Posts Tagged ‘discipleship’

At the present time I serve with others of a similar mind who are trying to be intentional about what Jesus taught. For centuries followers and disciples have taken these teachings seriously. We are following the same steps and praying the same prayers as these early followers. These are the people walking with me as I learn to be a grandparent and learn how to deal with the loss of my father. We break bread together and remember who called us. We walk through the church year with the understanding we are on a journey.

Early in my relationship with this body, I was called to a meeting held in the downstairs of the building. Some referred to this as the dungeon. I was ok with this description since some of the church’s best stuff has come from out of dungeons. We discussed details during the meeting.  But what I remember most was the way the meeting concluded. We joined hands and we prayed the Lord’s Prayer. I felt like part of something big. I felt like we belonged to a long history of people who have prayed these words in dungeons and church basements.

Of all the things that have contributed to my own spiritual formation, among the greatest is a sense of belonging. Being loved and belonging to something that is bigger than any individual effort may be the most sustaining force in my own discipleship. Such belonging is most evident when we gather together. We open the word and pray together. We practice silence and song together. We pass the peace and join one another at the Lord’s Table. It is our intention that this activity will spill over into our weekday lives where we are trying to love others. It is our intention that our Sunday liturgies will influence our weekday liturgies also. Once one begins to view themself as an active participant in the plan of God, our worldview is guaranteed to change. Once one begins to recognize the significant role we play in the community of Christ and in larger segments of creation, there is impetus to grow, to be faithful, and to complete the mission.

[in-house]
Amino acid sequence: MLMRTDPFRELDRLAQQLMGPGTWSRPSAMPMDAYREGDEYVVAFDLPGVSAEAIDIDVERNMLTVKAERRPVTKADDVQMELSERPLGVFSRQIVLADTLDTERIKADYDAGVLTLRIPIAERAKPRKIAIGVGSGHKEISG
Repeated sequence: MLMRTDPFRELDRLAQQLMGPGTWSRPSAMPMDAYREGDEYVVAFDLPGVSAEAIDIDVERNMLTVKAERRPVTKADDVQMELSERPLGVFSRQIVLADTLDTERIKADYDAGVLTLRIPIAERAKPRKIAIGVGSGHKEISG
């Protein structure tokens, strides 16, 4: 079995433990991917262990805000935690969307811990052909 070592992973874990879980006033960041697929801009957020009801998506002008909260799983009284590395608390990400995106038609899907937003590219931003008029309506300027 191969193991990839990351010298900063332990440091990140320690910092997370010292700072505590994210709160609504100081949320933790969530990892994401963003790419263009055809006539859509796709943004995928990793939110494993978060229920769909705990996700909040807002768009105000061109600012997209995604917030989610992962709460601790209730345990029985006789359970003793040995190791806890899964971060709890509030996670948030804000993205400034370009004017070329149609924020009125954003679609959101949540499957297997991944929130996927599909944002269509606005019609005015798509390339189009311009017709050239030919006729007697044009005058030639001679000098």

I cannot deny having growth spurts in what seem like unlikely places. I have discovered that I grow when I spend time in the nursing home, the rehabilitation center, the hospital, or at a funeral. I have grown on account of time spent in the home of one struggling with borderline personality disorder or reactive attachment disorder. Situations like these help me to recognize the privilege to spend time with people who struggle. Friendship may not seem a spiritual practice to some but I cannot deny the way friends have influenced and shaped me. The list of those who have helped to shape me is long and I cannot help but recognize that to have a friend is privilege as well. Friendships continue to pour grace into my life. These situations and relationships remind me I am not only to love God and others, I am dependent on them as well. Discipleship is not a solo venture.